The new OpenText - A partial view from Micro Focus Development’s POV

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The new OpenText banner

The OpenText Dev Day Roadshow last month was a chance for newly acquired Micro Focus customers to get some idea if what the new company will be like. On the whole, it seems like business as usual, in the short/medium term at least, although some of the organisational structures have still to bed in.

Micro Focus Enterprise Suite promises to provide scale-able, flexible application delivery for the modern mainframe and, as far as I can see, it delivers on this promise. Basically, Enterprise Server provides a rich IDE for mainframe application development and can emulate the mainframe on any mainstream Cloud platform (which could include cloud on the mainframe, of course). It supports VS code extensions, Enterprise Developer Eclipse on Linux, has .NET Core support, provides host access for Cloud, supports AWS Azure, and Google Cloud. It comes with a BANKDEMO repo on git and also a security hardening guide. That last is good, because you can’t just assume “mainframe levels of security” even on the mainframe, unless you manage security, let alone achieve them on distributed systems.

Micro Focus says that “Moving mainframe workload to the cloud is now mainstream” and it is providing what you need to run and maintain heritage COBOL and PL/1 applications in the new Cloud environment. I was impressed by the presenters at Dev Day, who were, in the main, young COBOL enthusiasts who had come into OpenText/Micro Focus as new recruits without much IT experience and been trained. That is more or less how I got into IT some 46 years ago and being properly trained, rather than teaching myself on the job and picking up bad habits, has stood me in good stead ever since.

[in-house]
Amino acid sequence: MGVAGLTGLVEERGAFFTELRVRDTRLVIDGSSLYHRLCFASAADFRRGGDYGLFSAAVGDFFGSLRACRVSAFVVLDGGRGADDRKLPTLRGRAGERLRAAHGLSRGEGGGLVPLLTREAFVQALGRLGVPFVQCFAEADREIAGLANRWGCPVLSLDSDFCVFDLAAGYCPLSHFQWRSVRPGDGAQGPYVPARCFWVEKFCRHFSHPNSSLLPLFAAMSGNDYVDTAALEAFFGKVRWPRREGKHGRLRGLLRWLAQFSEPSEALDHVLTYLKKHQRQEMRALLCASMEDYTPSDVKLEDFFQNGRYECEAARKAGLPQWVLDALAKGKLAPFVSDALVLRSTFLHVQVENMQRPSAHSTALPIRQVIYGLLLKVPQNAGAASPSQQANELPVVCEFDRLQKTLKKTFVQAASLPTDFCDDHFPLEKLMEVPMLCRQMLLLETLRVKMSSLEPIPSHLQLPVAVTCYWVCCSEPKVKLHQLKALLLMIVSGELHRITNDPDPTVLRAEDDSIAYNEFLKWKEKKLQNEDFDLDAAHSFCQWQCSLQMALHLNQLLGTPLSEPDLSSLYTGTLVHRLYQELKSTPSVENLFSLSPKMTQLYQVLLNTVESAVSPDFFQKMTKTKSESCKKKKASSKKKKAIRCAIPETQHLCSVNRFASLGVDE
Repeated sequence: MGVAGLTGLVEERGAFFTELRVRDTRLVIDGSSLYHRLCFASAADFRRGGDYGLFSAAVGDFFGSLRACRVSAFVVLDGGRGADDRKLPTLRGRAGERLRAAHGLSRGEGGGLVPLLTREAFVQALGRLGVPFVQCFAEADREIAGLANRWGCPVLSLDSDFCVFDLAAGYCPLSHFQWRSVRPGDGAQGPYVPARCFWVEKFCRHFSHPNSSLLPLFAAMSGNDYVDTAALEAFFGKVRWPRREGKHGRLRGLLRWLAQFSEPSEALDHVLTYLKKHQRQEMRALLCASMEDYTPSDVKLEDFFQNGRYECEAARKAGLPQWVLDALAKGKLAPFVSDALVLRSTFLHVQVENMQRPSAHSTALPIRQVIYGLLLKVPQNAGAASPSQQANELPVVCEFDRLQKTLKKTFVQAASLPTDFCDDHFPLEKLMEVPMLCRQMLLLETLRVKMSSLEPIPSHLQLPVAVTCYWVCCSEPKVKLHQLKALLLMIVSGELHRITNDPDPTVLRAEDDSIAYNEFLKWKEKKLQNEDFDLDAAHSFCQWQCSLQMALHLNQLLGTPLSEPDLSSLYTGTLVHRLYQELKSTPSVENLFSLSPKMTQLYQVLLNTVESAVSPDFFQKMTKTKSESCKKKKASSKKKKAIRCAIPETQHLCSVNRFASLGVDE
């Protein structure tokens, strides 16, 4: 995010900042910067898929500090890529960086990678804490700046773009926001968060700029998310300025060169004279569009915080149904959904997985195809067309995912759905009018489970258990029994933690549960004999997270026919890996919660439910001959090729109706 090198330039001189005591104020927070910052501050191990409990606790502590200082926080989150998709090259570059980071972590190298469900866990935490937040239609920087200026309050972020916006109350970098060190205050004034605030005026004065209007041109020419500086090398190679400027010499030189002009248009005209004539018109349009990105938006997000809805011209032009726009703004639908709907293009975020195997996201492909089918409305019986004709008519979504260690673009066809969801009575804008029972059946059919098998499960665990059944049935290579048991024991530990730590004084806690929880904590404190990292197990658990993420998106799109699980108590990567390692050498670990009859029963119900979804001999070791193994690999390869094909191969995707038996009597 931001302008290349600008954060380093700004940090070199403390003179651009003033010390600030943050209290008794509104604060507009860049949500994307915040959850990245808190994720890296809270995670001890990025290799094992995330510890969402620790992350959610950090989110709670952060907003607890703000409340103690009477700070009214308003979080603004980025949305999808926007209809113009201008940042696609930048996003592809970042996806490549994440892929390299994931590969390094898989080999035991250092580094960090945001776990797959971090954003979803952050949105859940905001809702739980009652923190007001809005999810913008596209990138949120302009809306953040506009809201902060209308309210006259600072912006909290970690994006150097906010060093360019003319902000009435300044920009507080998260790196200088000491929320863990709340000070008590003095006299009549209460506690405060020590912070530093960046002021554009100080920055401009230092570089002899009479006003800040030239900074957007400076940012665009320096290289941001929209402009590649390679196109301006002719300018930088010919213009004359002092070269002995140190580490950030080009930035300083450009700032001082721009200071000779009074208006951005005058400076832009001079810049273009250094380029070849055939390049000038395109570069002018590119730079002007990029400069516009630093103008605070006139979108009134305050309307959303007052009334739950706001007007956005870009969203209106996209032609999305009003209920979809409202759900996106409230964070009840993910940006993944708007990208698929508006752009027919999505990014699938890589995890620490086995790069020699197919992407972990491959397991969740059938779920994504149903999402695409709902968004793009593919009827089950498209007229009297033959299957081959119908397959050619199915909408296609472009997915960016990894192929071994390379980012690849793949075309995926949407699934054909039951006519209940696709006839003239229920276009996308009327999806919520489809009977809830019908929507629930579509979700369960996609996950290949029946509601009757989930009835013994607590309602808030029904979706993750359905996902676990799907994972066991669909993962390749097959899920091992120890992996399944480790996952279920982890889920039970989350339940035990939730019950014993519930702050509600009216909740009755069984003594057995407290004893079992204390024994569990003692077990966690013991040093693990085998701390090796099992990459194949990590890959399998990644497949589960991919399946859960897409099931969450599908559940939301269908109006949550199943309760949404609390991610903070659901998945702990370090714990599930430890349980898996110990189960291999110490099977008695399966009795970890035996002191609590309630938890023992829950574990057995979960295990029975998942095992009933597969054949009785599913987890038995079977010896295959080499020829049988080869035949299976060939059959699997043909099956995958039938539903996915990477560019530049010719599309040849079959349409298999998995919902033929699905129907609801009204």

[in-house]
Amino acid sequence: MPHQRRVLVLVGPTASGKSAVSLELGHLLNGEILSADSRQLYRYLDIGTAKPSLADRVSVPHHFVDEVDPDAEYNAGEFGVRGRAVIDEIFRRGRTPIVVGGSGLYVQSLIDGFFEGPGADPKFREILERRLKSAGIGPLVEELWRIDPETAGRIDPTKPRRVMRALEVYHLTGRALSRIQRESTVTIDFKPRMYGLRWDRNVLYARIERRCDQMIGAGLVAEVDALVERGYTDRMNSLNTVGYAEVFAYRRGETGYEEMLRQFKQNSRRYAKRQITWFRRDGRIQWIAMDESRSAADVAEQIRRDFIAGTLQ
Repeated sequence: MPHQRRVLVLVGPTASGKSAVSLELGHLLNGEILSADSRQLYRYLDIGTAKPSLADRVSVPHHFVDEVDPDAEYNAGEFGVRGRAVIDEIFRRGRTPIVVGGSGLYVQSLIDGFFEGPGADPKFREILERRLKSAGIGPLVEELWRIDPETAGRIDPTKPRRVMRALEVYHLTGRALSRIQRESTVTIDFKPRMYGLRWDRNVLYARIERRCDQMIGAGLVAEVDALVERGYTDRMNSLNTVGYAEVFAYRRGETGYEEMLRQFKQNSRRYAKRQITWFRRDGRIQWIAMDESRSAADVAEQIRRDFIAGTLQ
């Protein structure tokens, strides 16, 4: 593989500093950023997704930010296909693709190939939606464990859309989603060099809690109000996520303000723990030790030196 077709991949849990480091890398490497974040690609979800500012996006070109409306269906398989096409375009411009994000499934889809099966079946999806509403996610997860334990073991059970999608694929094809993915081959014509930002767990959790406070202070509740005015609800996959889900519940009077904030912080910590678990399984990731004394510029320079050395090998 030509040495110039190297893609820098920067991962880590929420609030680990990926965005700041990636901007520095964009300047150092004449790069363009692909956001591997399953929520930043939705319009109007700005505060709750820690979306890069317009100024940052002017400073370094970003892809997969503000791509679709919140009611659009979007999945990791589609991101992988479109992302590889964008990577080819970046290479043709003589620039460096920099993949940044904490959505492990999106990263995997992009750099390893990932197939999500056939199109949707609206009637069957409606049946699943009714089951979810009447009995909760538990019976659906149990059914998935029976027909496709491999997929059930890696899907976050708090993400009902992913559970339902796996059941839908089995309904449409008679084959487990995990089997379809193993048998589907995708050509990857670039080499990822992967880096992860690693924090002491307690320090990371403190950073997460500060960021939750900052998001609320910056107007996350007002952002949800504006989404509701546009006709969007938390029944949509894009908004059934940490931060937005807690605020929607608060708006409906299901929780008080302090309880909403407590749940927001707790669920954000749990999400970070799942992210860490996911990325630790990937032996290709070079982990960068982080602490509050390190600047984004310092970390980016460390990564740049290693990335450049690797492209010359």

I like COBOL. It may be a bit verbose for some developers, but it really is a “business-oriented” language, which makes for easier validation of business outcomes. It has not stood still: modern COBOL has object-oriented capabilities and integrates well with other developer platforms. Moreover, it is one of the most portable of languages – if your platform has a COBOL compiler (and almost all do) your COBOL program will probably run OK. Read more about modern COBOL here. After acquiring Micro Focus, OpenText now has a rich COBOL portfolio, which it needs because there are some 800 billion lines of COBOL out there, 8x more than there are stars in our galaxy (according to a survey Micro Focus made in 2022). Most of these COBOL applications are strategic and just over half of the users think that COBOL usage will increase over the coming year. Almost three quarters of these people prefer modernisation as a business strategy, so heritage modernisation will be a good business opportunity for the new merged company.

OpenText also has a rich portfolio of host connectivity products, but, in our opinion, perhaps its most useful product (in the modernisation space) is a COBOL analyser, which provides modernising developers with insight into what they have and its business value and takes the risk out of business change. It also helps you deal with the aging workforce problem, by restoring lost knowledge and developing new application expertise – although we would also recommend making (rewarded) knowledge transfer part of your retirement and exit procedures.

Having a drink with the OpenText people after the Dev Day, and renewing acquaintance with people from some of my old workplaces, was very rewarding. I remain optimistic about the incorporation of Micro Focus into OpenText. It seems like a good match, without too much overlap, even from the practitioner viewpoint.